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On Writing Well

Although English is not my mother tongue, I am very concerned by the subject.1 As an editor of microbiological periodicals, I had [the need] sometimes to reject manuscripts of native English speakers because of poor grammar. French is under siege, too. For example, the new generation of Quebec scientists is often ignorant of basic principles of French grammar and even spelling.I am a virologist and a specialist of bacterial viruses. What galls me particularly is the increasing use of "bacterioph

Hans Ackermann

Although English is not my mother tongue, I am very concerned by the subject.1 As an editor of microbiological periodicals, I had [the need] sometimes to reject manuscripts of native English speakers because of poor grammar. French is under siege, too. For example, the new generation of Quebec scientists is often ignorant of basic principles of French grammar and even spelling.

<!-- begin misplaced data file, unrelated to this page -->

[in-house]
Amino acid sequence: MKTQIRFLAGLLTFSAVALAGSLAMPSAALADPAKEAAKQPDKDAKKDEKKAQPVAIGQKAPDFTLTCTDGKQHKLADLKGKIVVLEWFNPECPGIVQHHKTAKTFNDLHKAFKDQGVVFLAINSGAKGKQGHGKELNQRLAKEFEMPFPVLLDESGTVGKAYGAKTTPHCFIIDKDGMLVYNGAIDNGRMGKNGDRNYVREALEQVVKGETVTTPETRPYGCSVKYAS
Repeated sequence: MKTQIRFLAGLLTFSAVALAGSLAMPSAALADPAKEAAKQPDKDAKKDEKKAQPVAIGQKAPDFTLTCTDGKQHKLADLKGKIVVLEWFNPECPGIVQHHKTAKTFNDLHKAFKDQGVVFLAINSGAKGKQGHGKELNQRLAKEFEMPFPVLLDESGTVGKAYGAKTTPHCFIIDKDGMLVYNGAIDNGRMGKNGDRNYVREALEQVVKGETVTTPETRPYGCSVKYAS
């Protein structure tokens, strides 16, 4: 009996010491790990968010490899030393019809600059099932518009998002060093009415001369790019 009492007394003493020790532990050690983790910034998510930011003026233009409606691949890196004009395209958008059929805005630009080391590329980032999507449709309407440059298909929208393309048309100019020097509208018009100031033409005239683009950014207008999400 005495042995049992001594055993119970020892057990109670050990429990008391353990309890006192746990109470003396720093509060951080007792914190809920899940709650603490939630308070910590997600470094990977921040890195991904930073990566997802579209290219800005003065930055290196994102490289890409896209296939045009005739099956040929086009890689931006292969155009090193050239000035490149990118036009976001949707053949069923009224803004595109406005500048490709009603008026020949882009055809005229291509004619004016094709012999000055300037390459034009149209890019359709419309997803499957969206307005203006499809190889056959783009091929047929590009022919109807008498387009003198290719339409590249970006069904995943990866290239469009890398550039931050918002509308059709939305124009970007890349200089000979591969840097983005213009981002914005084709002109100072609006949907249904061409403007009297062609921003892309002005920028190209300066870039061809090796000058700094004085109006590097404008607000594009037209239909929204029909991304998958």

I am a virologist and a specialist of bacterial viruses. What galls me particularly is the increasing use of "bacteriophage" or "phage" as an invariable word, although there is a good plural (bacteriophages, phages). Certainly, such invariable words exist in the new English language, but they are rare. The invariable "phage" was first used in 1920. Now it is used again, generally by inexperienced people, and just generates loose writing.

I agree that we need style editors and terminology regulations.

Hans-W. Ackermann, MD

Professor, University Laval Quebec ackermann@mcb.ulaval.ca

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